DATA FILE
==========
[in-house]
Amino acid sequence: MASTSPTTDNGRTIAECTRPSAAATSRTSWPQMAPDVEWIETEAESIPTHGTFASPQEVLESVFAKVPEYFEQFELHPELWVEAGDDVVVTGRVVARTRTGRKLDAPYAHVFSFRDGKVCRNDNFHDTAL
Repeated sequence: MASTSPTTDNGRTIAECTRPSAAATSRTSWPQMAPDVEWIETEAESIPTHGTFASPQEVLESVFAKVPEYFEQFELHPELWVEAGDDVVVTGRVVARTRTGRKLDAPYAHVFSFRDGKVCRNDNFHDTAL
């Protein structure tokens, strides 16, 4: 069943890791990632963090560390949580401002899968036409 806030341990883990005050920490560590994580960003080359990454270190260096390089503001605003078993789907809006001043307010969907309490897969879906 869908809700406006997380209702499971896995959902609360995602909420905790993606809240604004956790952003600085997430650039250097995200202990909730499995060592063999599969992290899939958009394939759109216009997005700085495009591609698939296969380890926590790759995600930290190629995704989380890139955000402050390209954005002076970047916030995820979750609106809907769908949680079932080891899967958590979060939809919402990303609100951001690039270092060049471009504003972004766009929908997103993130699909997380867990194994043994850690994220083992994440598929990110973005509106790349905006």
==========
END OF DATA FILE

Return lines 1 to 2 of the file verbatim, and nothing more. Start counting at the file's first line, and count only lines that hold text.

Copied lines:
[in-house]
Amino acid sequence: MASTSPTTDNGRTIAECTRPSAAATSRTSWPQMAPDVEWIETEAESIPTHGTFASPQEVLESVFAKVPEYFEQFELHPELWVEAGDDVVVTGRVVARTRTGRKLDAPYAHVFSFRDGKVCRNDNFHDTAL